He replied, “Yeah, man. I did.”

“Aw, crap,” I said. “I just turned it in to the lost and found.”

He took the news remarkably well, insisting he would pick it up on his way to class, that it was no big deal. But to me it was a big deal. The student was obviously trying to evade detection with a deathly silence, which is probably why I didn’t notice him in the first place. Nobody likes being caught with his or her pants down, especially in middle school, where the slightest lapse in conformity equals social suicide.

(And yes, answering such a call of nature is considered a faux pas among middle schoolers, who trail only politicians in socially-sanctioned insanity).

I felt bad.

As an understanding person and a middle school veteran, I apologized profusely, using as many “dudes” and “mans” as I could to show I’m hip. He seemed like a good kid, and thinking back on it, I was probably more embarrassed than he was.

But not as embarrassed as I was a few Sundays ago, when I broke the toilet in the apartment above the Observer.

I was frustrated with something inconsequential (Super Mario DS) at the time and instead of venting with a string of phrases containing the ineffable F-word, I expressed myself with a resounding sit. The result was a cracked toilet that leaked water when I flushed it.

If I were pithy, I would’ve remarked “If only my thoughts and words were as forceful as my derriere.”

Instead, I panicked and did what brave men of sound heart and mind do in times of stress—I called my mom.

Unfortunately, mom and dad were out for a walk. My brother Jamie answered the phone. After informing him of my big time emergency, he dispatched himself to hunt them down. In the meanwhile I struggled to turn off the toilet’s water supply valve, but the dang thing, crafted during the Eisenhower administration, wouldn’t budge.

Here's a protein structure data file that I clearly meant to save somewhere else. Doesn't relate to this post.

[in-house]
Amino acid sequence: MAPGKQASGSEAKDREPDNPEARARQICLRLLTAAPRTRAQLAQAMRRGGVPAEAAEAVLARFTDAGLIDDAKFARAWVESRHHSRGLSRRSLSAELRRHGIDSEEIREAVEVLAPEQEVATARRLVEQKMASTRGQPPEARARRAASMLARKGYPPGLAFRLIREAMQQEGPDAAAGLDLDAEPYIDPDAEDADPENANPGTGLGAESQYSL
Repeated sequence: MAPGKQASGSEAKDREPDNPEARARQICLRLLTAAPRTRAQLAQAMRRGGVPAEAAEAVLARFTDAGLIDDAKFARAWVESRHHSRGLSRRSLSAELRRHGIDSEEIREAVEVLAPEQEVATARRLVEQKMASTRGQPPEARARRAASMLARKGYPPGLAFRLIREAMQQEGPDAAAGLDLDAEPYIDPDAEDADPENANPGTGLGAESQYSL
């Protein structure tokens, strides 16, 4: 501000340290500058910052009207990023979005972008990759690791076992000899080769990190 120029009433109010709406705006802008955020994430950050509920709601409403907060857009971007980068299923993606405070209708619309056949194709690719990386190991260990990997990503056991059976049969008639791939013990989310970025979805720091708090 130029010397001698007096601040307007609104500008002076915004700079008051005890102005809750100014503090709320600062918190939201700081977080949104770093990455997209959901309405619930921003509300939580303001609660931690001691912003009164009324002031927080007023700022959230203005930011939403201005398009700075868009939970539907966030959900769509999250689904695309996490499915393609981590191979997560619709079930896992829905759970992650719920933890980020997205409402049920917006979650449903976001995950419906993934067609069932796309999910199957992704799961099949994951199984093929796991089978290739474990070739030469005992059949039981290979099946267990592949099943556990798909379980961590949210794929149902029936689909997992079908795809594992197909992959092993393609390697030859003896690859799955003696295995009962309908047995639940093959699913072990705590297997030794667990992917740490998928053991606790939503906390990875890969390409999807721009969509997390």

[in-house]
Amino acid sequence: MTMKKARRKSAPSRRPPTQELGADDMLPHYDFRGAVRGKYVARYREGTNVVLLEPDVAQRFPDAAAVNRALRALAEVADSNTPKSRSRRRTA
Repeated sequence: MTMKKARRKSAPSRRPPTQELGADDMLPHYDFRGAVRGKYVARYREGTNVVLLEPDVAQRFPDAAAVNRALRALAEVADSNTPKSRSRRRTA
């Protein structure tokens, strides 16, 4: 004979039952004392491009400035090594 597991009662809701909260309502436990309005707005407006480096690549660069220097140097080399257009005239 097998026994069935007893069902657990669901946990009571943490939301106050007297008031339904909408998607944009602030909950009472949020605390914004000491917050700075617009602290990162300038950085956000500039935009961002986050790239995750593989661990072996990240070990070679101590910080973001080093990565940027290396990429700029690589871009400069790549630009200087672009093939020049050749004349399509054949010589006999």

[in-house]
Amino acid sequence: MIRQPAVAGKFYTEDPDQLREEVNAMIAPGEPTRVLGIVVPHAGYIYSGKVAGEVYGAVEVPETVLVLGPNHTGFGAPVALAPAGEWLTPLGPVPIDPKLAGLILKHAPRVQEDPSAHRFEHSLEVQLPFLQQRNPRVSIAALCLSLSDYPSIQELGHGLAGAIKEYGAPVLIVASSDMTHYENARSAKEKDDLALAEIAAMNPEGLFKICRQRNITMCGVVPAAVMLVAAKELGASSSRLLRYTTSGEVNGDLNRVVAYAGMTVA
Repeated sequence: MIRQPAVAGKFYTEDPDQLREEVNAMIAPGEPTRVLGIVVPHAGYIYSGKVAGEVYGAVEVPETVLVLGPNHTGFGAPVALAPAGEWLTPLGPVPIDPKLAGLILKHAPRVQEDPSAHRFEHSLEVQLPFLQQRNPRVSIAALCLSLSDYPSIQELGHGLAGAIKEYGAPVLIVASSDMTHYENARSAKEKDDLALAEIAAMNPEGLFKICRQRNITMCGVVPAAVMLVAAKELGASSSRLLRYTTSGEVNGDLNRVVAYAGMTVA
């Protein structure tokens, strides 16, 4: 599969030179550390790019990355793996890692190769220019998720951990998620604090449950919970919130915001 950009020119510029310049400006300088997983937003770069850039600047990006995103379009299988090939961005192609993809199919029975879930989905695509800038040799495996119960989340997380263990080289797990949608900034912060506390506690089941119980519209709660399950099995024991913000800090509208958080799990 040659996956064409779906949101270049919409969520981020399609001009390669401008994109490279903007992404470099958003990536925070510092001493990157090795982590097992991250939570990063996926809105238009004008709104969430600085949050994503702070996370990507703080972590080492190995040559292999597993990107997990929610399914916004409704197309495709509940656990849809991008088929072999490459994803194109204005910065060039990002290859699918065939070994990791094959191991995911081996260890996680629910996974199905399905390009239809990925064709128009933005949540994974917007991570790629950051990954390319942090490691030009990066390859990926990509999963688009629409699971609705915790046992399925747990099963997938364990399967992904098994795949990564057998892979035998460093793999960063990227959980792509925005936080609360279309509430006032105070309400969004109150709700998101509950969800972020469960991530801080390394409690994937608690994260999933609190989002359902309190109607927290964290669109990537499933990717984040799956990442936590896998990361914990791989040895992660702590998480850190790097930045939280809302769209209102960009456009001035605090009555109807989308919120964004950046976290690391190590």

After a seemingly endless 10 minutes, FEMOM (the mom division of FEMA) called and took over for my brain. She first assuaged my angst by laughing at me, then told me to do the obvious—call my landlord, who is also my employer, and have him turn off the water to the  apartment.

In a strong and determined tone of voice, I replied, “Mom, I can’t do that! It’s too embarrassing! My life is ruined!”

“Jeffrey,” she said. “You have to. The leak could cause ceiling damage.”

David was as civil as can be expected of a man whose bonehead tenant disrupts his Sunday morning to report a toilet-related threat of ceiling collapse. He surmised that the leak didn’t necessitate turning the building’s water off, but I had to use the downstairs toilet for the next three days while we waited for a replacement to arrive.

Around day two, those empty Gatorade bottles I keep started coming in real handy in the middle of the night.

And the second number—the original reason I sat down—disappeared, probably due to my compulsive fear of making such an elimination in places that are not my home. For the next three days I was as close to feeling pregnant as I predict I’ll ever be.

At this point, I could probably make a joke about “breaking in” the new toilet after David help Chuck Ekins install it, but I’ve had my fill of bathroom humor in the last few weeks.